ANCHORAGE (AP) -- Native corporations are replanting clear-cuts, testing forestry techniques and funding research to find a more environmentally-friendly way to log in Southeast Alaska.
Sealaska Corp. has invested $5.5 million on thinning, pruning, fertilizing, aerial seeding and hand planting on 19,300 acres, said company forester Ron Wolfe. It has also spent more than $1 million on scientific research on the effects of logging.
The Juneau-based regional corporation, is the biggest logging company in the state. Sealaska became a certified tree farmer in 1998. The certification was awarded by the American Tree Farm System, which describes itself as the nation's oldest sustainable forestry program. The organization's stamp of approval means the landowner is taking steps to protect water quality, fish, wildlife and scenic values.
Klukwan Inc., a village corporation for Klukwan, north of Haines, is also investing in the restoration of its forests on Long Island, a barrier island off Prince of Wales that grew some Alaska's best trees. The corporation has a $5 million settlement trust exclusively for Long Island reforestation, said chief executive Ron Gilbert.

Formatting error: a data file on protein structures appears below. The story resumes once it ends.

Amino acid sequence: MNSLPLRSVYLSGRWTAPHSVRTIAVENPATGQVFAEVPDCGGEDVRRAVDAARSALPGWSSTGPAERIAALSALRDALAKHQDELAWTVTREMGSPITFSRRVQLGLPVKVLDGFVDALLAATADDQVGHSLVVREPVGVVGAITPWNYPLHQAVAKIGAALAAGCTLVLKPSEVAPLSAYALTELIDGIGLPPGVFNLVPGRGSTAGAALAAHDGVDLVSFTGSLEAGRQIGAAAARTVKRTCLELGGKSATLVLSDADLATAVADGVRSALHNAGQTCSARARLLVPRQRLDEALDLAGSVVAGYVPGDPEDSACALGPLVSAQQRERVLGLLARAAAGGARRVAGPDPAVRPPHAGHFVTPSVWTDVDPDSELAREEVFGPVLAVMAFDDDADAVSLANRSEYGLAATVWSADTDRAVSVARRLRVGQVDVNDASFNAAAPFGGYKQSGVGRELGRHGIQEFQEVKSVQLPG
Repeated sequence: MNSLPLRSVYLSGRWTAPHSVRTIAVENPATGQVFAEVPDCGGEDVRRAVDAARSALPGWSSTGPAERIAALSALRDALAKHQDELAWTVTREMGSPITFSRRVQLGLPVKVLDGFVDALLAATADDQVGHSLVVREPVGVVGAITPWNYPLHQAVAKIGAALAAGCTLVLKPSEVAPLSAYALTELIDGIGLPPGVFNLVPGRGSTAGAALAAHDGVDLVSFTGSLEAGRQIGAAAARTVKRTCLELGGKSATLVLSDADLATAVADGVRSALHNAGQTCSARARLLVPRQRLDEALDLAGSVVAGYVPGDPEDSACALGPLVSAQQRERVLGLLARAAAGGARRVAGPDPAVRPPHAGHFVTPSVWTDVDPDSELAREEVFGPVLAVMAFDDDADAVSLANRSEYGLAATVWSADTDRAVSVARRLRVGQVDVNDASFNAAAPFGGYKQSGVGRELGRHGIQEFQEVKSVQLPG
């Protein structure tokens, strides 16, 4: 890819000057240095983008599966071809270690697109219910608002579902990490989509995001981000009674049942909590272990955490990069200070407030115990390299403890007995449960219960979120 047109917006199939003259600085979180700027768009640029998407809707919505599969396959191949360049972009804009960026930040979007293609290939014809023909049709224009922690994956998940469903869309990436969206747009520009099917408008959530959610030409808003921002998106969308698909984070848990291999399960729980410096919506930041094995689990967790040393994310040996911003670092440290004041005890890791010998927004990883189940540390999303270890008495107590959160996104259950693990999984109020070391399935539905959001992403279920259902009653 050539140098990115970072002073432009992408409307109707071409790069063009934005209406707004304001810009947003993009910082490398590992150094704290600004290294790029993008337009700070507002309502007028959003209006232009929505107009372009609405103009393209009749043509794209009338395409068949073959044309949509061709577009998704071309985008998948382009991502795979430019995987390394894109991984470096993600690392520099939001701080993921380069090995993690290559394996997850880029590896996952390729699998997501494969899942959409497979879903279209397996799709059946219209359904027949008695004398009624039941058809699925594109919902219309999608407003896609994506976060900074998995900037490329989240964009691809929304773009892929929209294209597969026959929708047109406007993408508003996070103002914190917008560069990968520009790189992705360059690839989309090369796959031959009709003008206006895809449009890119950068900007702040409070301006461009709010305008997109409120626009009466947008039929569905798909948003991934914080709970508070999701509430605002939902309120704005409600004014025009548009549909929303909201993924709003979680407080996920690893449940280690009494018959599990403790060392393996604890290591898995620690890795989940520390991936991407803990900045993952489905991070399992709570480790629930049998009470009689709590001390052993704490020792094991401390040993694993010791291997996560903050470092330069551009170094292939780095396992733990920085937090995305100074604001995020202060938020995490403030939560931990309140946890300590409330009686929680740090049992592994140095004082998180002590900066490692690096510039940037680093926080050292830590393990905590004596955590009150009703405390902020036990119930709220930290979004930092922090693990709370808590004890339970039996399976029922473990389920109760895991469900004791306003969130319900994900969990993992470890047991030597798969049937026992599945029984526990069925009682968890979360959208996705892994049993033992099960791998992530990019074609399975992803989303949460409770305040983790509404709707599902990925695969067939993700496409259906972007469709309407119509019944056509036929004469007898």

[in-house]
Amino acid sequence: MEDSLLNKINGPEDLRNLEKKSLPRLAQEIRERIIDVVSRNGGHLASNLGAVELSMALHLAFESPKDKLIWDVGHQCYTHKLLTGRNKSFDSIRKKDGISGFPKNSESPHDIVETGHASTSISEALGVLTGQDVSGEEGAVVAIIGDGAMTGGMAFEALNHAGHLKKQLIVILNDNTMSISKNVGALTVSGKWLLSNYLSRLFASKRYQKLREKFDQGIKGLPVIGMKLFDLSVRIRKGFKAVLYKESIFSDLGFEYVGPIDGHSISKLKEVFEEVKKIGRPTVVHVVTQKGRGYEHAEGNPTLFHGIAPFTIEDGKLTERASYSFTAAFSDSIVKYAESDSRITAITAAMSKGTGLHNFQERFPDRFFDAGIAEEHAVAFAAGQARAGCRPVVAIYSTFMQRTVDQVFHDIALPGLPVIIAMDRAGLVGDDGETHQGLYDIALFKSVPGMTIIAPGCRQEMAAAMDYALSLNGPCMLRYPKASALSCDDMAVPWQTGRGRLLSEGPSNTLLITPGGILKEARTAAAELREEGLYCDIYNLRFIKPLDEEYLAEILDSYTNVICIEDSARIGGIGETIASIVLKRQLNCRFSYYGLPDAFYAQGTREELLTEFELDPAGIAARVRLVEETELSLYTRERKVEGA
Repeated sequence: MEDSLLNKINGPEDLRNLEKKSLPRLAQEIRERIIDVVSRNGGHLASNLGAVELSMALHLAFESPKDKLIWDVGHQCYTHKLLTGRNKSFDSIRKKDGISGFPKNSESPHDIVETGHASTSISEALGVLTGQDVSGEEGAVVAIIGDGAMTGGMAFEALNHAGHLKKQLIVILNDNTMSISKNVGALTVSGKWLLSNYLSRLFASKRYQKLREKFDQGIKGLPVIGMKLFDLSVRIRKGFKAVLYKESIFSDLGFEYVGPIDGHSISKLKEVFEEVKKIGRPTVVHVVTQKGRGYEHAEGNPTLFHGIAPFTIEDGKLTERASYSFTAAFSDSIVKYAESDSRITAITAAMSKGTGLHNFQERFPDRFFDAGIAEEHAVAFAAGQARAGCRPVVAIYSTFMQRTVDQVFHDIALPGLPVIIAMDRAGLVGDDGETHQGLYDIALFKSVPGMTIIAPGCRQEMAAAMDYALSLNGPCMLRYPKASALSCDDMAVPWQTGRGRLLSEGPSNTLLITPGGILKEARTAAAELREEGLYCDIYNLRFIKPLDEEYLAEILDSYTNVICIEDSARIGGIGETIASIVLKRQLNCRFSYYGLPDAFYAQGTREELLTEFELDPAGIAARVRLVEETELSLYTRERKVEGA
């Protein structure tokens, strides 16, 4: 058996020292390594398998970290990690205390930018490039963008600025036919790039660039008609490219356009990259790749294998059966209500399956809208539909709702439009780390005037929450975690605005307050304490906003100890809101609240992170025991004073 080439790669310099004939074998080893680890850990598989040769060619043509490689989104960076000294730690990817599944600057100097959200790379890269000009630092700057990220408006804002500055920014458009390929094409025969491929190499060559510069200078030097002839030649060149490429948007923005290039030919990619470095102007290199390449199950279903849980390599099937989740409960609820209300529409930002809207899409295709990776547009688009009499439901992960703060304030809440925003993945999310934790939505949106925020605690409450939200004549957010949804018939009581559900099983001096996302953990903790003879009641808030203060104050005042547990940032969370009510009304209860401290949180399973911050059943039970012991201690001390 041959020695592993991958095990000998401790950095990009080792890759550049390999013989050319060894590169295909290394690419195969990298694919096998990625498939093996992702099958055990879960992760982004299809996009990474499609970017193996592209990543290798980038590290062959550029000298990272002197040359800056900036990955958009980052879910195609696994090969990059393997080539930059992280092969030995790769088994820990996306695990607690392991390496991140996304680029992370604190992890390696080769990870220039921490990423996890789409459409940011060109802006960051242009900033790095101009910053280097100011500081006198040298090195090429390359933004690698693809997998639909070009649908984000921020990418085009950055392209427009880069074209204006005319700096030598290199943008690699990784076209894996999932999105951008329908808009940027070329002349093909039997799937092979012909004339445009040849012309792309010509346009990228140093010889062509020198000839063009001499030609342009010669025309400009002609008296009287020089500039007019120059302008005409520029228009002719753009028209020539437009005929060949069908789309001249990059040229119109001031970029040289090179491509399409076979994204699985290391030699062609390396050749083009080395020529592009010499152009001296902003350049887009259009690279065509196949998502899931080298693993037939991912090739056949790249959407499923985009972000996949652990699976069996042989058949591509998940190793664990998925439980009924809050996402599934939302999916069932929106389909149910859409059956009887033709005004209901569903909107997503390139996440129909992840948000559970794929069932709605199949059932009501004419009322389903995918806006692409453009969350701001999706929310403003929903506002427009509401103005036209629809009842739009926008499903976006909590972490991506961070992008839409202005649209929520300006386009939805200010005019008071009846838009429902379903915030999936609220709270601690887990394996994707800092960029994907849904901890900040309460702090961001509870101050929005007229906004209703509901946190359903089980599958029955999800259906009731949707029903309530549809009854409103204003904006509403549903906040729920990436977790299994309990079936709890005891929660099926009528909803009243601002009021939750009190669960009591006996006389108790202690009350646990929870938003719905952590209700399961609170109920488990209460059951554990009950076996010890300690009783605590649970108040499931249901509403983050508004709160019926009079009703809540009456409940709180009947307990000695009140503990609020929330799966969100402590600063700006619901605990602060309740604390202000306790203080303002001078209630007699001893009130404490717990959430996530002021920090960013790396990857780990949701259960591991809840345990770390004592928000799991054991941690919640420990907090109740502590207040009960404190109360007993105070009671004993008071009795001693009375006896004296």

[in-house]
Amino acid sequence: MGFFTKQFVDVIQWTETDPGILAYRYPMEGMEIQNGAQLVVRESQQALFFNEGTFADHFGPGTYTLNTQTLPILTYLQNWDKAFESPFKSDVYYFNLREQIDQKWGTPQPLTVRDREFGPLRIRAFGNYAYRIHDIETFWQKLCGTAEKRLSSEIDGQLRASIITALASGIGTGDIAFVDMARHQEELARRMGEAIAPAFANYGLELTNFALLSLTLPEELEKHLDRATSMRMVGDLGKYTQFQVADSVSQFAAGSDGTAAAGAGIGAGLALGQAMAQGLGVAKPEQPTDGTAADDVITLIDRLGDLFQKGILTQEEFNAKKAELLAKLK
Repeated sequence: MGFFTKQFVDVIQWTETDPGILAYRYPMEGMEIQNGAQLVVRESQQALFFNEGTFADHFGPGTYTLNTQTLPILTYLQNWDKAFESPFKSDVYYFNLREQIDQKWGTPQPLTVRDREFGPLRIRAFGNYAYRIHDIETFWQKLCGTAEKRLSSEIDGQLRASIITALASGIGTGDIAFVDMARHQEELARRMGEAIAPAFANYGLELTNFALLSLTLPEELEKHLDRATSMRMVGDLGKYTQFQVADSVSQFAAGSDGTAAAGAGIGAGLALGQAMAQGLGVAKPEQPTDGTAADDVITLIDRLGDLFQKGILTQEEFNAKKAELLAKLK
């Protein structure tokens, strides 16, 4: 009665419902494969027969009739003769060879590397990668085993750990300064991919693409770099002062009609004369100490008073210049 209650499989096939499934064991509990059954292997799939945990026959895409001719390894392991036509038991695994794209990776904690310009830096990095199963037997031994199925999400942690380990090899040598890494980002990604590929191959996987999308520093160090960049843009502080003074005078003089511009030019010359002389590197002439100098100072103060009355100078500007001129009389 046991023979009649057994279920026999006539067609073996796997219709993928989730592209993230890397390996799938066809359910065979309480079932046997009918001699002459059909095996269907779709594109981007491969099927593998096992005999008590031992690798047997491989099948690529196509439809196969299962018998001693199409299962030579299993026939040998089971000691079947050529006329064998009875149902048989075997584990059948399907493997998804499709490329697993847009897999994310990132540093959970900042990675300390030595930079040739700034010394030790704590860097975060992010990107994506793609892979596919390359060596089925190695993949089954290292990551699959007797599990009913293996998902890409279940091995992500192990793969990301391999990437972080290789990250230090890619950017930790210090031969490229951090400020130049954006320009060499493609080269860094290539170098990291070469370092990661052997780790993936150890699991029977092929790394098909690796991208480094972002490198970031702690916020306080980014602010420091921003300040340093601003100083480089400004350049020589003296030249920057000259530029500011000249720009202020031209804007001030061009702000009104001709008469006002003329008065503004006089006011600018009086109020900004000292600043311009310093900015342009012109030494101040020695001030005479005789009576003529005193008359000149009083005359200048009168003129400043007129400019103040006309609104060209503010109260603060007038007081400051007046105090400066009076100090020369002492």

As part of their effort to bring back a healthy crop of timber faster, Sealaska and Klukwan are thinning clear-cuts. Cutters take out less desirable trees once the clear-cuts reach 15 years of age, when the young trees begin to crowd each other out. Thinning increases the diameter of trees by allowing more sunlight to penetrate the stand. And the spaces it creates in the thick regrowth may benefit wildlife.
Thinning also puts shareholders to work.
''It's a renewable resource. And it provides jobs from the beginning to the end, in terms of cutting, thinning and replanting,'' said Richard Carle, a Sealaska Timber Corp. official and chairman of Klawock Heenya, the village corporation for Klawock.
Whether thinning actually benefits wildlife is an open question, according to some biologists. Although thinning creates openings between trees, allowing sunlight to stimulate plant growth on the forest floor, the canopy eventually closes over when the trees get older.
''Precommercial thinning is a short-term fix. The best result is good public relations,'' said state research biologist Matt Kirchhoff, who has published many studies on logging and deer in Southeast.
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